Square (NYSE: SQ) has seen Cash App, its peer-to-peer payments app, grow to become a considerable part of its business. Last quarter, the app accounted for more than 25% of its revenue, and it's on a path to profitability as soon as next year.
Square's success with Cash App has outshined PayPal's (NASDAQ: PYPL) success with Venmo. Now it looks like Cash App is encroaching on markets where Venmo has built strong footholds, potentially stealing users away or splitting their allegiances. "Our analysis of Google Trends searches for 'Cash App' vs. 'Venmo' shows that Cash App is garnering increased attention in traditional Venmo strongholds like New York, California, or Massachusetts," Macquarie analyst Dan Dolev says.
With plans to invest more in marketing and expanding the features of Cash App over the next year, Square's next year of gains could come at the expense of Venmo's growth.
Image source: Square.
Cutting into Venmo's territory
So far, both Cash App and Venmo have grown in relatively greenfield markets. Both have seen their growth fueled by the network effect due to the peer-to-peer focus of the apps. As a result, they've largely carved out unique user bases: Venmo on the coasts, and Square in the South and Midwest.
However, Square is successfully cutting into Venmo's user base through marketing efforts and introducing enticing new features. In fact, Square considers some of its new features to be customer acquisition tools. It rolled out Boosts to everyone last year, offering instant cash back for purchases made with the Cash Card.
Most recently, it introduced commission-free stock trading in Cash App, a feature it calls Investing. CFO Amrita Ahuja explained on Square's third-quarter earnings call:
We really view this product set to be an engagement driver for us as we mentioned earlier, to help build out the network, and to help bring discoverability and daily utility to the app that enable growth for other revenue streams within the app.
The idea is that the increased utility in the Cash App will allow Square to attract new user demographics and possibly steal users from other apps, including Venmo or Robinhood -- a free stock-trading app. Venmo has fought back by copying key features from Cash App, which could help retain existing users, but it won't help attract new users like Square's efforts to innovate in the space.
It appears Square's efforts are starting to pay off. As mentioned, Dolev found increased interest in Cash App in markets historically dominated by Venmo. That's a sign that Square's winning over new users -- and converting some of Venmo's. The last updates each company provided saw Cash App with just 15 million users to Venmo's 40 million. So, there's a lot of room for Square to grow.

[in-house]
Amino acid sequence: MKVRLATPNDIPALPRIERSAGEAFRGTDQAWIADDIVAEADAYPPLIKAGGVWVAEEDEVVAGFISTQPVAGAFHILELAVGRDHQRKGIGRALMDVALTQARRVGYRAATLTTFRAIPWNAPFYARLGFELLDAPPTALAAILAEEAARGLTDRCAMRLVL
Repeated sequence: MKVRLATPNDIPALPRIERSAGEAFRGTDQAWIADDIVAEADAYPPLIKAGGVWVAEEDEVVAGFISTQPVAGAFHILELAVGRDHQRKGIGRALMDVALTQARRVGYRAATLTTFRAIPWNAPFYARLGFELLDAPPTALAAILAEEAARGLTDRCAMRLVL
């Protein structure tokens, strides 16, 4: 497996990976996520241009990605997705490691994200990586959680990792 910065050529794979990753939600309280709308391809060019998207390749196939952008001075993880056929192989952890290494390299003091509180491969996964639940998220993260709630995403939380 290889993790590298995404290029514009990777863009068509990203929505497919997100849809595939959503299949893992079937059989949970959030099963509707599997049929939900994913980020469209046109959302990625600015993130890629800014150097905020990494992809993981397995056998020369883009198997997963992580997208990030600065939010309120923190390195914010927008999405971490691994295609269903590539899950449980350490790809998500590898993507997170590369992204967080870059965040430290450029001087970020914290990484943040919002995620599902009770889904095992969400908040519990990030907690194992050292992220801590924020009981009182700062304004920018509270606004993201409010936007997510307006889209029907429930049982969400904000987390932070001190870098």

Another year of strong revenue growth ahead
Square disclosed that Cash App revenue increased 115% in the third quarter, and Dolev says management's guidance implies about 45% growth next year. He thinks that might be conservative and says 65% growth is possible for the digital payments apps.
There are several factors fueling revenue growth at Square. First is the continued adoption of Cash Card. Cash Card gives users instant access to their Cash App funds anywhere, and Square collects an interchange fee every time a user swipes the card.
Cash Card cannibalizes Cash App's biggest source of revenue, Instant Deposit, which allows users to transfer funds from Cash App to their bank account instantly instead of waiting the standard one to three business days.
Square can grow revenue from its existing users base as well as attract new users through new Cash App features. For example, users who trade bitcoin in Cash App are twice as likely to use Cash Card, according to Ahuja.
There's also strong potential for Square to turn these money-losing features such as Boost and Investing into sources of revenue. Boost has the potential to become an advertising product for merchants, and Square could charge users for premium investing features, similar to Robinhood. Monetizing those features could provide a meaningful source of new revenue for Square, propelling it well beyond its current outlook. That said, it might look to invest in other areas before focusing on monetizing those features.
Overall, Cash App appears set for a great 2020 after becoming a meaningful contributor to Square's growth this year. PayPal investors may see growth at Venmo slow as users split allegiances with Cash App and new user growth becomes more difficult to achieve.
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Adam Levy has no position in any of the stocks mentioned. The Motley Fool owns shares of and recommends PayPal Holdings and Square and recommends the following options: short January 2020 $70 puts on Square and short January 2020 $97 calls on PayPal Holdings. The Motley Fool has a disclosure policy.